|Dolby Digital+ 7.1||OK||OK||Audio Formats Not Supported over S/PDIF|
|Dolby TrueHD 5.1||No Audio||OK|
|Dolby TrueHD 7.1||No Audio||OK|
|DTS-HD High Resolution||OK||OK|
So HDMI audio pass-through worked perfectly for me, and VTEN is the first device I’ve tested that support DTS-HD and TrueHD pass-through with 7.1 channels. However, if you don’t own an AV receiver, but still want to play video with Dolby TrueHD audio, you’re out of the luck, at least with this firmware version. The first line of the release notes of the firmware reads “Improve on Dolby TrueHD pass-through audio drop or audio-out-of-sync problems (reduce chance of happening)”, but I encountered this bug a few times during testing. The only solution is currently to stop the video, and resume where you stopped.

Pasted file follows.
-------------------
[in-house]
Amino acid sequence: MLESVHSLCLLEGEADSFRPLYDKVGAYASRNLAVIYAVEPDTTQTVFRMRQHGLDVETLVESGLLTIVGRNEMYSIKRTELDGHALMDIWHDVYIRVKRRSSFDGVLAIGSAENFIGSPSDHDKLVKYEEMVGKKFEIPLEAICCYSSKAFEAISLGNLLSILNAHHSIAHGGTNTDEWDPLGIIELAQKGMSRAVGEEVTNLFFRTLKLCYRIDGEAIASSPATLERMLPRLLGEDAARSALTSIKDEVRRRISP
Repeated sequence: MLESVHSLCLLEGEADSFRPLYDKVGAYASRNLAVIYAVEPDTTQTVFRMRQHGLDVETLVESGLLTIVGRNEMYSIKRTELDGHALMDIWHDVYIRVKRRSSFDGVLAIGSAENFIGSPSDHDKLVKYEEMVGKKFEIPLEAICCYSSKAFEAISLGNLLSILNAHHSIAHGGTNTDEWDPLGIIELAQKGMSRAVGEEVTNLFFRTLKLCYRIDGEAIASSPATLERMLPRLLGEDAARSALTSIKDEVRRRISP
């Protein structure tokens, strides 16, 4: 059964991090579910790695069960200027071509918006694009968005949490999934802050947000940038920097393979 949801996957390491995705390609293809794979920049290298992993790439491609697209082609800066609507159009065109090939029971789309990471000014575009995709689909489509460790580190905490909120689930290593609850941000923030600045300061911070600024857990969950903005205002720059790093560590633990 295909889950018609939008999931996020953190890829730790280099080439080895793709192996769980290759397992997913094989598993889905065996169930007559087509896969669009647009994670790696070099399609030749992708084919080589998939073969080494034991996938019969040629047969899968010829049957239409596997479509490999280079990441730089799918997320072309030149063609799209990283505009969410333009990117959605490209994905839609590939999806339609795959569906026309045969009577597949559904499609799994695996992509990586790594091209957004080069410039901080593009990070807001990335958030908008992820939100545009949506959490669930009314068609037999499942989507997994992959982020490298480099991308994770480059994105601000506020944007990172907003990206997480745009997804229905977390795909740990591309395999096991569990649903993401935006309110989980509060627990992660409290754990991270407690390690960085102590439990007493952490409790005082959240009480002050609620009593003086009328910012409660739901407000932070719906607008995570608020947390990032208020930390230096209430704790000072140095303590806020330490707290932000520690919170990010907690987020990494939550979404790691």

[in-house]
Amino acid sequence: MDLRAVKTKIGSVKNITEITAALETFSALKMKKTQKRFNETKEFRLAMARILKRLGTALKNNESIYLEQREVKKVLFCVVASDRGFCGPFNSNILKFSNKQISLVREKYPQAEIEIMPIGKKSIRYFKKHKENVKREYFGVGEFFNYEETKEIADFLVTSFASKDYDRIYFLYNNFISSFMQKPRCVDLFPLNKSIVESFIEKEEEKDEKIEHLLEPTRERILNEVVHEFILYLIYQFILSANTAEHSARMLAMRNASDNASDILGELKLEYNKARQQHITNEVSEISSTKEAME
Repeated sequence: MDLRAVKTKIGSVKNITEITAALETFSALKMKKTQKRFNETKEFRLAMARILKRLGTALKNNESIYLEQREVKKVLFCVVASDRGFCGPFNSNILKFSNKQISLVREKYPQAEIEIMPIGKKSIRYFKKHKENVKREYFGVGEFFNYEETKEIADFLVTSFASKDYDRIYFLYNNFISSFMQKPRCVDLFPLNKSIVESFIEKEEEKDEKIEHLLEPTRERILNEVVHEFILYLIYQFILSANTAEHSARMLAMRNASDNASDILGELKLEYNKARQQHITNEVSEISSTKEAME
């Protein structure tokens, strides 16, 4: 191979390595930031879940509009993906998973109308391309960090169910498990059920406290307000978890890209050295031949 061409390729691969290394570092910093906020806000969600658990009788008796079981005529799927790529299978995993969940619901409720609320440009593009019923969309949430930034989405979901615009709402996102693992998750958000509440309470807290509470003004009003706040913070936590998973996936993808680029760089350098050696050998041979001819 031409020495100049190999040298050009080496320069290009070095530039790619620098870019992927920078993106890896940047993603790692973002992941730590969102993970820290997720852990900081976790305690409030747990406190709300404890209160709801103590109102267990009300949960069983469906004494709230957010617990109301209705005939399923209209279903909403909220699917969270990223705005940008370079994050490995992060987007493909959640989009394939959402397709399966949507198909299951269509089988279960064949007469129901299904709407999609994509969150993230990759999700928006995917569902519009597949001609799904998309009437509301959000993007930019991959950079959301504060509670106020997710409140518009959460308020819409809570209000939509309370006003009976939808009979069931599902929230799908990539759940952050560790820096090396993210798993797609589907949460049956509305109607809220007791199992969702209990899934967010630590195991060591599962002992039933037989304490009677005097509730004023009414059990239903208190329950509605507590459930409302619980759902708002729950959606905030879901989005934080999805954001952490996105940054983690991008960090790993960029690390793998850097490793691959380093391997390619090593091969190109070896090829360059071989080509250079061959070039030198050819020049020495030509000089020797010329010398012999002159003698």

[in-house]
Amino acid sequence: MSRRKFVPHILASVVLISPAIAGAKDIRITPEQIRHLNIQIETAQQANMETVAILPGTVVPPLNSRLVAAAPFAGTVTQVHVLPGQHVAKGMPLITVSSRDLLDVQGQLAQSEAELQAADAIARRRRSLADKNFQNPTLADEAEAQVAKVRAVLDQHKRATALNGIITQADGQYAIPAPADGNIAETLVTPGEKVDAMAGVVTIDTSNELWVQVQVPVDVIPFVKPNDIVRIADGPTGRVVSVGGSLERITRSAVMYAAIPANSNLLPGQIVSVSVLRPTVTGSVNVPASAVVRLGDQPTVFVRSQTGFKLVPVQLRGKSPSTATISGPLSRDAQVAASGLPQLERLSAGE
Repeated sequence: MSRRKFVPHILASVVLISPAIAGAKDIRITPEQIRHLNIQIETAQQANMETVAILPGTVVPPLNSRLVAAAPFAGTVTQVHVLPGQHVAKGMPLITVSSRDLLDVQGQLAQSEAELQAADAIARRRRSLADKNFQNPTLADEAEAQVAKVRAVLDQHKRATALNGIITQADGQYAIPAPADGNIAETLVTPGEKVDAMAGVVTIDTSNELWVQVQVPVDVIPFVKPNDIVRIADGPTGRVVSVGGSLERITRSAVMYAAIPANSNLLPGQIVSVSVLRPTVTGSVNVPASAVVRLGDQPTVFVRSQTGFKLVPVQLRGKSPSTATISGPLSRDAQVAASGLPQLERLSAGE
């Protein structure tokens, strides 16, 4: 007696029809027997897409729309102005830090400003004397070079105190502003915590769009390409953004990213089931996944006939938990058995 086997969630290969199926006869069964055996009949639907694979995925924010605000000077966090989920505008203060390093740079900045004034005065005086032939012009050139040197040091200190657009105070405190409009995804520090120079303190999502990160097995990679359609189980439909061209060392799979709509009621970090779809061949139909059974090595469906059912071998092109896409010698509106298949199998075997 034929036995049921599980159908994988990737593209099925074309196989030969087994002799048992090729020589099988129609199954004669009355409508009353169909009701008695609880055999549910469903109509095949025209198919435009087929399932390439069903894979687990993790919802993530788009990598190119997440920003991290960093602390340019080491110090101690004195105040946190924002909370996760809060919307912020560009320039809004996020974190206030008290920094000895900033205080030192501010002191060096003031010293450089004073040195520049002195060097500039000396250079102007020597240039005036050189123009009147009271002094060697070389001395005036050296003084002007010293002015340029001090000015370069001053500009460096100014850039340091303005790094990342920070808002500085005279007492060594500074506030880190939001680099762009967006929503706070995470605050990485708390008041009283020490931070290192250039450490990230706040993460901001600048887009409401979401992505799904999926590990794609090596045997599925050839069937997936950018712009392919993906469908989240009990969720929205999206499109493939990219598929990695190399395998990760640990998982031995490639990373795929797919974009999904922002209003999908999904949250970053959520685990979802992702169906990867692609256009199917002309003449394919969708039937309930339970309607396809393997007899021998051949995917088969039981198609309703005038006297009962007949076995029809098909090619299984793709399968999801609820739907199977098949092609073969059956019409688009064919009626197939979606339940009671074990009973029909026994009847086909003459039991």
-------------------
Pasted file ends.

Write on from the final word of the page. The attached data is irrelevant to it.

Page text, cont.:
- [Commie] Steins;Gate – NCED [BD 720p AAC] [10bit] [C706859E].mkv – Audio only / black screen. Shows 1,000 fps in Info overlay.
- [1080p][16_REF_L5.1][mp3_2.0]Suzumiya Haruhi no Shoushitsu BD OP.mkv – Audio only / black screen. Lots of buffering despite low bitrate.
VTEN supports 4K output up to 2160p 30Hz via HDMI 1.4 output, so I tested a few 4K videos with relative success:
- sintel-2010-4k.mkv – OK
- Beauty_3840x2160_120fps_420_8bit_HEVC_MP4.mp4 (H.265) – OK (Appears cleaner than on other platforms, not white dots on black)
- Bosphorus_3840x2160_120fps_420_8bit_HEVC_MP4.mp4 (H.265) – OK
- Jockey_3840x2160_120fps_420_8bit_HEVC_TS.ts (H.265) – OK
- MHD_2013_2160p_ShowReel_R_9000f_24fps_RMN_QP23_10b.mkv (10-bit HEVC) – OK, but seeking is not working.
- phfx_4KHD_VP9TestFootage.webm (VP9) – Not listed in Network Media app
- Rec.2020 compliant video) – WBlack screen and no audio (
- tears_of_steel_4k_H264_24fps.mov – OK